The Expendables movies have never really thought beyond their casts. The thinking has apparently been: “We’ve got classic action heroes, some new blood, and we shoot stuff. The end.” It’s been an action franchise without any memorable action, and a big cast of likable actors devoid of almost any charisma. Although there’s something admirable in how the franchise has sought to be lo-tech in comparisons to today’s CG-loaded blockbusters, it rarely tries to even match the likable characters of those blockbusters. The Expendables 3 is the same old bag of tricks, and while there’s a hint of passing the torch to a younger generation, Sylvester Stallone and his co-writers Creighton Rothenberger and Katrin Benedikt have no intention of really moving forward. The cast just got bigger, the action remains bloated and unimpressive, and only magnetic performances from Mel Gibson and Antonio Banderas manage to break through this tired series.
After Barney Ross (Stallone) and his team of Expendables rescue former comrade Doc (Wesley Snipes) from jail, the guys bring him along to take down an arms dealer. However, Ross is shocked to discover that the dealer is Conrad Stonebanks (Gibson), a former Expendable who realized that if your line of work calls for killing hundreds of people, you may as well accept that you’re a bad guy. After Stonebanks almost wipes out the team, Barney realizes he doesn’t want their deaths on his conscious. Instead, he decides to hire a bunch of young, new recruits (whose lives apparently don’t matter as much) to capture Stonebanks under the orders of CIA handler Drummer (Harrison Ford). We then sit patiently and wait for Barney’s old team to come back.
The franchise is built on the notion of “Give the people what they want!” without ever delivering. Everyone just has to show up, fire some guns, act gruff, throw in stilted banter, and the audience will cheer. But assembling a cast is a promise. It’s a promise built on the beloved films of every person involved. Or, in the case of the younger cast members Victor Ortiz and Ronda Rousey, that their real-life fighting experience will carry over (and bring their fans) to a feature film. But there’s not a single veteran cast member who does anything close to their best work. The best they can do is smile, which I guess is too demanding for most of the cast.
The only newcomers who seem to be having fun are Banderas and Gibson. Banderas plays Galgo, a former fighter desperate to be on any team that will have him, but they’re likely put off by his motor mouth (the Expendables should carry around a sign reading “Enjoyment Only at Designated Times”). In another movie, Galgo would likely be irritating, but in the dour world of The Expendables, he’s a breath of fresh of air. Banderas seems overjoyed to be there while the other memebers just stand around and try to make as few facial expressions as possible.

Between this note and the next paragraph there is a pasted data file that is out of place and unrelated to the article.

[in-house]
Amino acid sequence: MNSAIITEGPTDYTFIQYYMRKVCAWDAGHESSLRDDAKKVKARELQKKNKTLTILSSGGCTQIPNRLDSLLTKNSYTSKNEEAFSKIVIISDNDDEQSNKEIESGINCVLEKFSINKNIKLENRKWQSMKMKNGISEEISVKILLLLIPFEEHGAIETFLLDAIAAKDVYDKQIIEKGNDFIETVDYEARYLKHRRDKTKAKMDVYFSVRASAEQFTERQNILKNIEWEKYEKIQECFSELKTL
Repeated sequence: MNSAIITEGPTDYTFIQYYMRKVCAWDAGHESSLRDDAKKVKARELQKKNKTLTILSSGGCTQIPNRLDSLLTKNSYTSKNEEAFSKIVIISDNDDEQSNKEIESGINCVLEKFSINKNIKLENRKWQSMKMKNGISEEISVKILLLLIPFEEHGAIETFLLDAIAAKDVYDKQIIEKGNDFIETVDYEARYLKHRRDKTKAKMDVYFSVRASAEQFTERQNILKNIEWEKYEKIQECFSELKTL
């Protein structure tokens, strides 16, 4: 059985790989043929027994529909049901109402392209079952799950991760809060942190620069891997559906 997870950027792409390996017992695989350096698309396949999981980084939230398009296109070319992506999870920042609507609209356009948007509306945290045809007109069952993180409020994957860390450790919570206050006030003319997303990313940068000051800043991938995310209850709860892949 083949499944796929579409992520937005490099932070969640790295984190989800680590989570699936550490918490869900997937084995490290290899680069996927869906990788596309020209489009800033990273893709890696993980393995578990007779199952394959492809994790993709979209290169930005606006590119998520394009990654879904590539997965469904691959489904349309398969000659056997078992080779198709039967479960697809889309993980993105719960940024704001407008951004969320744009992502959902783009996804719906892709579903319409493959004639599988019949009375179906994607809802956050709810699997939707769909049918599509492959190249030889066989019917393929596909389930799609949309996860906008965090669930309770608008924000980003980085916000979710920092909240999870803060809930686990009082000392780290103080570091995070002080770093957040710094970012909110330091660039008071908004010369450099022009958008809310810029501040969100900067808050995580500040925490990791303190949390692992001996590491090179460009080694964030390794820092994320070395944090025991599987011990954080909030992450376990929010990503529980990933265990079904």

The other great asset is Gibson. I really wish Gibson wasn’t a horrible, insane, pathetic excuse for a human being because he is a really good actor. I don’t know if we’ll ever see him play a good guy again because his public image is so tainted, but he (unsurprisingly) has no problem playing the heavy. And in The Expendables 3, he’s having a blast doing it. Additionally, he’s the only character to contradict Barney on a fundamental level. Barney and his team have killed more people than Ebola, but presumably all their victims were bad, so who cares? It would be interesting to see a movie that delved into the notion of the heroes being cold-blooded murderers, but The Expendables will never be that kind of movie. It will be a movie where the mercenary army of Assmanistan (not kidding; that’s how Drummer pronounces it) gets mowed down in an endless action scene.
Director Patrick Hughes throws in a lot at the set pieces, and his direction is serviceable at best, crowded at worst. To be fair, he’s hamstrung by a bizarre PG-13 rating, which the previous two movies didn’t have to deal with. When bad guys on a speeding train get clotheslined, they’re knocked down instead of torn in half. This is a movie that at the very least demands blood since it wants to be in the vein of the 80s action flicks where we knew an R-rating wouldn’t scar kids for life. That being said, the film’s climax is a mess as Hughes scrambles to gun fights to beat downs to helicopter battles. Individually, none of these scenes are particularly memorable, and smashing them all together doesn’t make them any better.
That’s the ethos of The Expendables franchise: Quantity over quality. It’s better to stuff your movie full of actors instead of making them characters. As long as there is plenty of gunfire and explosions, no one should ask for anything more. I’ve asked for more three times now, and for the most part all I’ve received in return are a bunch of grumpy faces and forgettable action.